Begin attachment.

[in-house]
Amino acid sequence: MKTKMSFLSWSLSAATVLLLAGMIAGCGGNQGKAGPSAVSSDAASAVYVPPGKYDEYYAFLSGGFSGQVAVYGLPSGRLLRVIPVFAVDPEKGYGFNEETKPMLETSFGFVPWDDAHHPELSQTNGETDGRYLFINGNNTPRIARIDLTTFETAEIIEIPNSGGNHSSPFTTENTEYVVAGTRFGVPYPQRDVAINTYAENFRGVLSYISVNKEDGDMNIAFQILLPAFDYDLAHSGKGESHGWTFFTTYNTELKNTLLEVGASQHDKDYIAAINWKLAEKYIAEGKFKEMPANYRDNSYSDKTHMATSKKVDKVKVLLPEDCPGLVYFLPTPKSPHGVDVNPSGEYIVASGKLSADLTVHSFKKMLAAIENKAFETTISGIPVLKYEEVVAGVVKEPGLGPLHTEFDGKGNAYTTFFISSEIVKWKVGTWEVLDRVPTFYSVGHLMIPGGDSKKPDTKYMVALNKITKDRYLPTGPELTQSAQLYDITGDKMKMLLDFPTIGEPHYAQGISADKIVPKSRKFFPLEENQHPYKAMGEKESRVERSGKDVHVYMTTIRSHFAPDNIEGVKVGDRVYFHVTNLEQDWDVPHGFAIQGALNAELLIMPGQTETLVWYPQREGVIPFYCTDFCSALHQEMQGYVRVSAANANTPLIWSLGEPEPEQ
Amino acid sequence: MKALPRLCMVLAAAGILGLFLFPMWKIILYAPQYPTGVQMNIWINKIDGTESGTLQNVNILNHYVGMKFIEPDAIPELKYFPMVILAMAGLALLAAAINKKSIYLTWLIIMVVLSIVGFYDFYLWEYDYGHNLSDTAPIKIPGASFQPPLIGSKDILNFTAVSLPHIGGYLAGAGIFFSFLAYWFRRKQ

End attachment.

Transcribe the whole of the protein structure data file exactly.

[in-house]
Amino acid sequence: MKTKMSFLSWSLSAATVLLLAGMIAGCGGNQGKAGPSAVSSDAASAVYVPPGKYDEYYAFLSGGFSGQVAVYGLPSGRLLRVIPVFAVDPEKGYGFNEETKPMLETSFGFVPWDDAHHPELSQTNGETDGRYLFINGNNTPRIARIDLTTFETAEIIEIPNSGGNHSSPFTTENTEYVVAGTRFGVPYPQRDVAINTYAENFRGVLSYISVNKEDGDMNIAFQILLPAFDYDLAHSGKGESHGWTFFTTYNTELKNTLLEVGASQHDKDYIAAINWKLAEKYIAEGKFKEMPANYRDNSYSDKTHMATSKKVDKVKVLLPEDCPGLVYFLPTPKSPHGVDVNPSGEYIVASGKLSADLTVHSFKKMLAAIENKAFETTISGIPVLKYEEVVAGVVKEPGLGPLHTEFDGKGNAYTTFFISSEIVKWKVGTWEVLDRVPTFYSVGHLMIPGGDSKKPDTKYMVALNKITKDRYLPTGPELTQSAQLYDITGDKMKMLLDFPTIGEPHYAQGISADKIVPKSRKFFPLEENQHPYKAMGEKESRVERSGKDVHVYMTTIRSHFAPDNIEGVKVGDRVYFHVTNLEQDWDVPHGFAIQGALNAELLIMPGQTETLVWYPQREGVIPFYCTDFCSALHQEMQGYVRVSAANANTPLIWSLGEPEPEQ
Amino acid sequence: MKALPRLCMVLAAAGILGLFLFPMWKIILYAPQYPTGVQMNIWINKIDGTESGTLQNVNILNHYVGMKFIEPDAIPELKYFPMVILAMAGLALLAAAINKKSIYLTWLIIMVVLSIVGFYDFYLWEYDYGHNLSDTAPIKIPGASFQPPLIGSKDILNFTAVSLPHIGGYLAGAGIFFSFLAYWFRRKQ